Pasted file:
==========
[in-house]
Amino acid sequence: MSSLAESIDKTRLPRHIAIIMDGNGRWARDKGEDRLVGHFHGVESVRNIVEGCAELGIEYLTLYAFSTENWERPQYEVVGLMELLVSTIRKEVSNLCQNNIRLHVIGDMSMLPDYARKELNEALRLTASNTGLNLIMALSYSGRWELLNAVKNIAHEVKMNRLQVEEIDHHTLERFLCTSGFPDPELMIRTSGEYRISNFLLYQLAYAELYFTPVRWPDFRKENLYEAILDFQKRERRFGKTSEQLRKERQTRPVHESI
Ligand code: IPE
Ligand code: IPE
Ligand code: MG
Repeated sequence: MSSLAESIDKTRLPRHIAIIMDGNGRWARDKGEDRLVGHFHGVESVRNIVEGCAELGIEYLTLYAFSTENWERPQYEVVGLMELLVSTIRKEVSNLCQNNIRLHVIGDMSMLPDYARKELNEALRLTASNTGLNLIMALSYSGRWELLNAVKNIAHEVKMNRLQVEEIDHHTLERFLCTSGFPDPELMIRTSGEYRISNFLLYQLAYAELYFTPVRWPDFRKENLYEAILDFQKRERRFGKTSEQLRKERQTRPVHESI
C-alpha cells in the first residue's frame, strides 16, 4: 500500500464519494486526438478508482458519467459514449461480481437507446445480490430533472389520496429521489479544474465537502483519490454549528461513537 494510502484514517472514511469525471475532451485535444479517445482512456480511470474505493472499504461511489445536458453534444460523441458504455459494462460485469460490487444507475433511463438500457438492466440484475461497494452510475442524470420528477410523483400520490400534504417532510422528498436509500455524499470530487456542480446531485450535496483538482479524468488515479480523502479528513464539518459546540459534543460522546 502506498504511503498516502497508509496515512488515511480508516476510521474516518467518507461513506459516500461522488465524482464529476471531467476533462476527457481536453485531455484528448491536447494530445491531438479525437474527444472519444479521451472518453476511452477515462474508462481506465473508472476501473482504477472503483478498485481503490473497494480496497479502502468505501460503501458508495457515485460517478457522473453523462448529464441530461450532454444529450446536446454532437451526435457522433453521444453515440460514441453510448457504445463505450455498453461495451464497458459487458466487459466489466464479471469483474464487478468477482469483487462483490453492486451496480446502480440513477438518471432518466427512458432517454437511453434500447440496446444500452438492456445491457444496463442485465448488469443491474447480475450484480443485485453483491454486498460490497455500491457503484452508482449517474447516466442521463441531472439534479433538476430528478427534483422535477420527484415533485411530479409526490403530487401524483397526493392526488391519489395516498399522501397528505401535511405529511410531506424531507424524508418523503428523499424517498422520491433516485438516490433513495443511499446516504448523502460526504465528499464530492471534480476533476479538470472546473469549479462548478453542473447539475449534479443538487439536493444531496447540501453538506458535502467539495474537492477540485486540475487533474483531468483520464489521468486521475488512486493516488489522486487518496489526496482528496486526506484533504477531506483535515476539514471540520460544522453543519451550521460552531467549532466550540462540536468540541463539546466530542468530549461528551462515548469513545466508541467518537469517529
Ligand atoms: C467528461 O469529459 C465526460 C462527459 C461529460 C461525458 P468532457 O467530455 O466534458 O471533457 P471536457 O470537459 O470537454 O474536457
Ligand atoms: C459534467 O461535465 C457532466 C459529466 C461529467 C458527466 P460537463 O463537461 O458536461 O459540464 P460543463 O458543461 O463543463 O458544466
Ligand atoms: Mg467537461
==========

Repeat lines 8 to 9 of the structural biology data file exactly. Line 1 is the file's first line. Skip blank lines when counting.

Ligand atoms: C467528461 O469529459 C465526460 C462527459 C461529460 C461525458 P468532457 O467530455 O466534458 O471533457 P471536457 O470537459 O470537454 O474536457
Ligand atoms: C459534467 O461535465 C457532466 C459529466 C461529467 C458527466 P460537463 O463537461 O458536461 O459540464 P460543463 O458543461 O463543463 O458544466